Qavah the Brave by Wes Talbott

Qavah the Brave (Art by Wes Talbott)

We’re all aware of the prototypical ‘tough’ heroine that floats perpetuates itself in the the Fantasy/Science Fiction/Superhero art world: clothes a-tatter, cleavage heaving, an uncomprehendingly contradictory air of both immense sexuality, helplessness and badassness. But, what about all those little girls (and boy) who are growing up and looking for a strong, female rolemodel. Whether a beautiful portrait, or an inspiring character, I’ve gathered together a collection of strong women who kids (and adults) can hopefully find some inspiration in.

When I grow up, I’m gonna be

I don’t have children, but when I do, I won’t mind one bit if they look up to characters like these and, just maybe, tell me, “Daddy, when I grow up, I wanna be a Knight, a Super Woman, A Wizard!” (Or even a Time Lord Lady.) For more art like this, check out my post on ‘Women Fighters In Reasonable Armor’

Who are some of your favourite inspirational women in Science Fiction, Fantasy or Comic Books?

  • Celyn.A October 11, 2012 at 2:52 pm

    1. Eowyn, because despite all the anti-Tolkien nay-sayers, she’s not just a strong female character, she’s a strong *feminist* female character.

    2. Cordelia Naismith Vorkosigan, because she’s so wise, so strong, and so humane.

    3. Arya Stark, because when the only thing to eat is worms, she’ll eat worms. And because of: “Is there *gold* in the village?”

  • Aidan Moher October 11, 2012 at 2:59 pm

    Great choices, Celyn! To my shame, I’ve not read Bujold’s novels, so I can’t speak for Cordelia, but the other two are two of my favourite genre characters period, regardless of gender.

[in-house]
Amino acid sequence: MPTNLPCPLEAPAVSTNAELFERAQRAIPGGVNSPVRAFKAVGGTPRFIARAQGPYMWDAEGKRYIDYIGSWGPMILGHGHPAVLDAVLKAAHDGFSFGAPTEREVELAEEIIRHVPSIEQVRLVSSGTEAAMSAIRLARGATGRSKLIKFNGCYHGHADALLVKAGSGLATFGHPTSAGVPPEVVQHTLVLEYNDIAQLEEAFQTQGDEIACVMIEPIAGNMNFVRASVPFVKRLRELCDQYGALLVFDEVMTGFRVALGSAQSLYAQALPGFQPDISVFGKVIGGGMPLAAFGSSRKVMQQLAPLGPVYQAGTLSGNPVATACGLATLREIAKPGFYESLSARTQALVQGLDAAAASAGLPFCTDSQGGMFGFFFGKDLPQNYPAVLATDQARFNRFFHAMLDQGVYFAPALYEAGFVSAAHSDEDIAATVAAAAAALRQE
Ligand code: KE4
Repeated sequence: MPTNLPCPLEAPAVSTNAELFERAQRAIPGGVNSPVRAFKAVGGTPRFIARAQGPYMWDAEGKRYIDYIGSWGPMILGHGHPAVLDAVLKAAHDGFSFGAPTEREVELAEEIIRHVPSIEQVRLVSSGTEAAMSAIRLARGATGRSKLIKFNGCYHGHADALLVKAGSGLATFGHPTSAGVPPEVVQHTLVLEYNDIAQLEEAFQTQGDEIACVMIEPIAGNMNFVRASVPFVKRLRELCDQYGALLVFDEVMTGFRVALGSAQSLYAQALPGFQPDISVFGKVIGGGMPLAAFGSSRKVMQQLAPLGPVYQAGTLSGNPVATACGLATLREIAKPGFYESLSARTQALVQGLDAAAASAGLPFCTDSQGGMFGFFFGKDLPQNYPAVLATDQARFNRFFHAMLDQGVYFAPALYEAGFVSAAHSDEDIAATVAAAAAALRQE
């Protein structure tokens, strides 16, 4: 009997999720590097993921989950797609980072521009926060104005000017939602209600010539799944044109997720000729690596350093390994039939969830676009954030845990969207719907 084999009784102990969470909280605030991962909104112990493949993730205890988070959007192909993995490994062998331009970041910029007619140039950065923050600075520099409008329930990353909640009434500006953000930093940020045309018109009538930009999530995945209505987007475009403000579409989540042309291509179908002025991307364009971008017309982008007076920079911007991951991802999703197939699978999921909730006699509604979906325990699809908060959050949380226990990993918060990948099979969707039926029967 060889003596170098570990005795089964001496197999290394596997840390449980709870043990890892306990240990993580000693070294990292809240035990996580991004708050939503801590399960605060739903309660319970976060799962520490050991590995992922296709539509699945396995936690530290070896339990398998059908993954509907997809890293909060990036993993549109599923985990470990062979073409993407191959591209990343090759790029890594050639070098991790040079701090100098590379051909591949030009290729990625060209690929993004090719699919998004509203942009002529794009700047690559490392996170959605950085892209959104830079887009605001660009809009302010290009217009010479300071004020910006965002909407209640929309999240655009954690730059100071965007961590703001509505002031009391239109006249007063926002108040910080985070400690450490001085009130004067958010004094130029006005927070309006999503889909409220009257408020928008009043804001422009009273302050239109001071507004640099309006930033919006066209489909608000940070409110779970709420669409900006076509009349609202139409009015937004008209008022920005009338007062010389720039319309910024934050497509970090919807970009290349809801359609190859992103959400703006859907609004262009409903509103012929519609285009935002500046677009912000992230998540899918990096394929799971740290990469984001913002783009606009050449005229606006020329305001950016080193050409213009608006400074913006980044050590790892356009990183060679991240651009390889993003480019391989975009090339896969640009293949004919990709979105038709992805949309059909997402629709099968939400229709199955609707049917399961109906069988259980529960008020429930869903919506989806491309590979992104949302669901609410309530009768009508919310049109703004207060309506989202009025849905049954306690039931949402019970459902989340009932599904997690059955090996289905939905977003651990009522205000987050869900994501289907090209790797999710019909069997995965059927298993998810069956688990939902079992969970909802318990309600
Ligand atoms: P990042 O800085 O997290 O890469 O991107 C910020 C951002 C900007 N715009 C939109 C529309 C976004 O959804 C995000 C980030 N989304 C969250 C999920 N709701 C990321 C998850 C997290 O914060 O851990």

• neal October 11, 2012 at 6:06 pm

    I’ve always liked Grendel’s mother. She was bad-a**.

    “Daddy, when I grow up, I want to be Grendel’s mother.”

  • Raphael October 28, 2012 at 4:10 am

    Kentricken in Hobb’s Farseer Trilogy. She starts out as the archetypical maiden, but becomes much more.

    Raina Blackhail in J.V. Jones’ series Sword of Shadows. She, too, is “just the wife of the chief” but is one of the strongest characters in the whole series (which makes very clear who, while the men are out waging war, runs things). Her (re)gaining agency is a major plot element.

    Which go to say: you can be the “housekeeping” wife/husband and still be vitally important to your family/clan/kingdom. I think this is one idea that is threatened to be lost in modern feminism.

    More obvious is maybe Hermione Granger in Harry Potter. She’s a girl, she is studious — but the boys are completely lost without her. She’s courageous and pretty, too, and all these characteristics are not-contradicting.

  • Raphael October 28, 2012 at 4:14 am

    Oh, I forgot Vin from Sanderson’s Mistborn. Badass warrior despite “female” weaknesses (I think mainly of stature and insecurity).